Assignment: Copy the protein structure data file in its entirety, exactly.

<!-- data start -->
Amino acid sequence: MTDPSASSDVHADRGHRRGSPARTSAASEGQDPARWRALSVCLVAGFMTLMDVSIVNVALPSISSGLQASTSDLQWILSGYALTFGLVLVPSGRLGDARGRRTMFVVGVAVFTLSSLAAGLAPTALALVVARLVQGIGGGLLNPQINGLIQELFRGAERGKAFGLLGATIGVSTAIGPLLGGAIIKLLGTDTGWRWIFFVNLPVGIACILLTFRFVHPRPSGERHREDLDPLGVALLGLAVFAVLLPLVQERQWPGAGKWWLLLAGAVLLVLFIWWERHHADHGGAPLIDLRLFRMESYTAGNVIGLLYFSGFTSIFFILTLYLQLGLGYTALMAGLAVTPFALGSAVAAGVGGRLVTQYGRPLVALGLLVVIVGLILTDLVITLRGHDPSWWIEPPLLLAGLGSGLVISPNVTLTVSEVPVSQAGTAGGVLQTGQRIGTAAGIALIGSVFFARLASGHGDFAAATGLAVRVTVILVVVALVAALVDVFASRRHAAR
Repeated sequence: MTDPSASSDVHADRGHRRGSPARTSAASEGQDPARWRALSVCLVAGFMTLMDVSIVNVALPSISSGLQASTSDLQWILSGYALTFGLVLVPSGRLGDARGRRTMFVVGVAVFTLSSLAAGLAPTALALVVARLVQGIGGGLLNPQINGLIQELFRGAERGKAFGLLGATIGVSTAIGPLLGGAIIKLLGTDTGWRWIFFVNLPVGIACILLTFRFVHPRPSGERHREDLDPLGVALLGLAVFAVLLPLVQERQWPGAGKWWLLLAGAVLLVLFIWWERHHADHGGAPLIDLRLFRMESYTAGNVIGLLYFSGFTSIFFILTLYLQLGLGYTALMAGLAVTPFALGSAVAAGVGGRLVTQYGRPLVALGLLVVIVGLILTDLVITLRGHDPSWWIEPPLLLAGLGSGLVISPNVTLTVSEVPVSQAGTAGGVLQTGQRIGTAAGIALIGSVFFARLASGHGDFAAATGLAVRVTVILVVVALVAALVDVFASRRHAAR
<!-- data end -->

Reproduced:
Amino acid sequence: MTDPSASSDVHADRGHRRGSPARTSAASEGQDPARWRALSVCLVAGFMTLMDVSIVNVALPSISSGLQASTSDLQWILSGYALTFGLVLVPSGRLGDARGRRTMFVVGVAVFTLSSLAAGLAPTALALVVARLVQGIGGGLLNPQINGLIQELFRGAERGKAFGLLGATIGVSTAIGPLLGGAIIKLLGTDTGWRWIFFVNLPVGIACILLTFRFVHPRPSGERHREDLDPLGVALLGLAVFAVLLPLVQERQWPGAGKWWLLLAGAVLLVLFIWWERHHADHGGAPLIDLRLFRMESYTAGNVIGLLYFSGFTSIFFILTLYLQLGLGYTALMAGLAVTPFALGSAVAAGVGGRLVTQYGRPLVALGLLVVIVGLILTDLVITLRGHDPSWWIEPPLLLAGLGSGLVISPNVTLTVSEVPVSQAGTAGGVLQTGQRIGTAAGIALIGSVFFARLASGHGDFAAATGLAVRVTVILVVVALVAALVDVFASRRHAAR
Repeated sequence: MTDPSASSDVHADRGHRRGSPARTSAASEGQDPARWRALSVCLVAGFMTLMDVSIVNVALPSISSGLQASTSDLQWILSGYALTFGLVLVPSGRLGDARGRRTMFVVGVAVFTLSSLAAGLAPTALALVVARLVQGIGGGLLNPQINGLIQELFRGAERGKAFGLLGATIGVSTAIGPLLGGAIIKLLGTDTGWRWIFFVNLPVGIACILLTFRFVHPRPSGERHREDLDPLGVALLGLAVFAVLLPLVQERQWPGAGKWWLLLAGAVLLVLFIWWERHHADHGGAPLIDLRLFRMESYTAGNVIGLLYFSGFTSIFFILTLYLQLGLGYTALMAGLAVTPFALGSAVAAGVGGRLVTQYGRPLVALGLLVVIVGLILTDLVITLRGHDPSWWIEPPLLLAGLGSGLVISPNVTLTVSEVPVSQAGTAGGVLQTGQRIGTAAGIALIGSVFFARLASGHGDFAAATGLAVRVTVILVVVALVAALVDVFASRRHAAR